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portant points, however, it is expected that you will act with una-, nimity; certainly, that you act only with a due regard each to the views and feelings of the rest, to our known desire and expectation, and to the essential interests of the Mission.

“You will perceive, dear Brethren, the very urgent importance of observing strict economy, in regard both to your time and ex. penditures. You will therefore make it your care to get to the field, or fields, of your labors, as soon and with as little expense as possible.

“7. For yourselves and for the object of the mission, it will be important that you adopt, as early as possible, some plan of polity, or social order. The office of presiding in your little community should, for very obvious reasons, we think, be held in rotation. You will have a treasurer, and a secretary or clerk, that your financial concerns may be conducted, and the records of your proceedings kept, with regularity and correctness. The rules and regulations which you adopt, you will transmil to us for our consideration. Of the journals of the mission, also, to which you will pay very particular attention, and in which you will regularly note whatever may be interesting to you, or to us, you will, as often as convenient, transmit to us copies.

“8. No time should be lost in forming yourselves into a church, according to the order divinely prescribed that you may attend in due form upon the worship and ordinances of Christ's house. This will be of great importance, both to yourselves, and to the people among whom you dwell. The ordinance of the Lord's supper should be administered, we think, as often at least, as once in every inonth; and you will freely reciprocate the privilege of communicating in this ordinance with other Christians in regular church standing

"In all places, and especially among peoplo superstitiously observant of their own sacred times and seasons, a very excmplary observance of the Sabbath is of the very first importance to Christianity. This, dear brethren, you cannot too deeply feel; and it will be your care that Pagans shall not have occasion to say, or to think, that Christians have no reverence for the ordinances of their God. It is by their eyes, not less than by their ears, that you are to gaitz access to their hearts. In regard, also, to the time of beginning the Sabbath, you will perceive it to be not of little consequence that you be conscientiously agreed.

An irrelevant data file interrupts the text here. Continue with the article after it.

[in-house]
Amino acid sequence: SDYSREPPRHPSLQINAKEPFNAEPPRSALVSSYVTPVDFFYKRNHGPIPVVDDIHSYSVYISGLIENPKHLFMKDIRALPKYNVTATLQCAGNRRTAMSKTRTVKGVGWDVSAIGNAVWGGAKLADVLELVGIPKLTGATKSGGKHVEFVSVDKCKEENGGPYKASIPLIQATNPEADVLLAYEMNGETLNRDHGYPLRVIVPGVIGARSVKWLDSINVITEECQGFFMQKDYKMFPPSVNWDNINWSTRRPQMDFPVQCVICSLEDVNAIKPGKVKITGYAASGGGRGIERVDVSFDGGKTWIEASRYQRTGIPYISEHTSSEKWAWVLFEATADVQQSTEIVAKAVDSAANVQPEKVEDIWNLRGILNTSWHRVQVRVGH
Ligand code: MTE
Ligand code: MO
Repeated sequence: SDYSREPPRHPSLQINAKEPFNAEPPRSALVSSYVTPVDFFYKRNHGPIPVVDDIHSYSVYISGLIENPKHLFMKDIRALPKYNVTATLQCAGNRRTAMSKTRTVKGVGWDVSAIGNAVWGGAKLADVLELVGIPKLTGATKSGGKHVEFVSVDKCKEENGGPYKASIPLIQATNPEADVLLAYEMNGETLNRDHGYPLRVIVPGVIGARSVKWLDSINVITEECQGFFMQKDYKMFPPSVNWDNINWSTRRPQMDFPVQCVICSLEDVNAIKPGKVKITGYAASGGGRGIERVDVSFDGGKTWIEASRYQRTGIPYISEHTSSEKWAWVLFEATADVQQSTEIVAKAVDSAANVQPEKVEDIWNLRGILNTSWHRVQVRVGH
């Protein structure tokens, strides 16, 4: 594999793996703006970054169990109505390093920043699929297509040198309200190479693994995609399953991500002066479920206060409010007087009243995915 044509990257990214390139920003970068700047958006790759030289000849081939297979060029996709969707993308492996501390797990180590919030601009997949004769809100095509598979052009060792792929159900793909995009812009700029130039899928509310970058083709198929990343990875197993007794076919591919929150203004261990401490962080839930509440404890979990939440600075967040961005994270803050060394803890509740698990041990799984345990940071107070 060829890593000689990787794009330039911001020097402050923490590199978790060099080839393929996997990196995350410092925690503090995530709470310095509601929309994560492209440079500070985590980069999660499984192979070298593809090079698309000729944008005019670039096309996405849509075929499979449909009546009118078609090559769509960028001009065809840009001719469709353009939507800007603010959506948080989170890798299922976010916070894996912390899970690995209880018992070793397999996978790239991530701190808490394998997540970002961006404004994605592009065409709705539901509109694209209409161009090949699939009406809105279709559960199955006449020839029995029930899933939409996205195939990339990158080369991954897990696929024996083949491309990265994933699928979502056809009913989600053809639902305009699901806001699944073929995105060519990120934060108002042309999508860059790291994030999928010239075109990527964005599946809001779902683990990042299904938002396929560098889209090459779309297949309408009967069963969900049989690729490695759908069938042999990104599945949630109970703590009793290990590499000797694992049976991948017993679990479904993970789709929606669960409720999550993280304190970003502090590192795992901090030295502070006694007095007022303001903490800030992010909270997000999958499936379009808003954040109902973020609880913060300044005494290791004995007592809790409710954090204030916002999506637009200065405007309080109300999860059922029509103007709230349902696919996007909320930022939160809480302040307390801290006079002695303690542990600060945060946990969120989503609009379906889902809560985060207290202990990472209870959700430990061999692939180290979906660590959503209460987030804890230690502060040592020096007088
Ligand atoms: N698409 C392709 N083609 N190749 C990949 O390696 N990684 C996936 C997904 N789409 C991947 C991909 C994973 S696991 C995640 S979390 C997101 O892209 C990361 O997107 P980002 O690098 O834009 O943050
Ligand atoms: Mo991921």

u9th. The great object of your Mission is to impart to those who sit in darkness, and in the region and shadow of death, the saving knowledge of Christ. In order to this it will be a matter of primary attention to make yourselves acquainted with the language of the people, with whom you are to converse, and to whom you are to preach. You will not, however, neglect any opportunity or means of doing them good, even before you can use their language; but you will give yourselves wholly to your work, and use all carc that you run noi in vain, neither labor in vain. The deplorable igporance of the poor heathen will constantly be in your minds, and

deeply affect your hearts. To them you are to make known the words by which they and their children may be saved. - To them you are to teach, not the commandments, or the dogmas of men; but the pure doctrines of the Gospel, drawn directly from the Scriptures of truth. You will most religiously beware of that philosophy, and vain deceil, which is after the tradition of men, after the rudiments of the world, and not after Christ; and avoid questions and strifes of words, whereof come envy, strife, revilings, evil surmises, and perverse disputings of men of corrupt minds.

“In teaching the Gentiles it will be your business, not vehemently to declaim against their superstitions, but in the meekness and gentleness of Christ, to bring them as directly as possible to the knowledge of divine truth. It is the truth, THE TRUTH AS IT IS IN Jesus, which is mighty through God to the pulling down of strong holds, casting down imaginations, and every high thing, which exalleth itself against the knowledge of God; and bringing every thought into captivity to the obedience of Christ. So far as the truth has access, so as to produce its effect, the errors, and superstitions, and vices of Paganism will fall of course. You will beware of the rock on which Missionaries have too often split; and not at once advance upon the uninstructed with things beyond their power to under. stand. Beginning with the first principles of the doctrine of Christ, you will proceed in your instructions gradually, with patience and wisdom; feeding the people with milk, until they have strength to bear meat. And for their good unto salvation, it will be your delight, as it will be your duty, to be iristant in season, and out of sea80n; to be their servants for Jesus' sake, and to spend and be spent.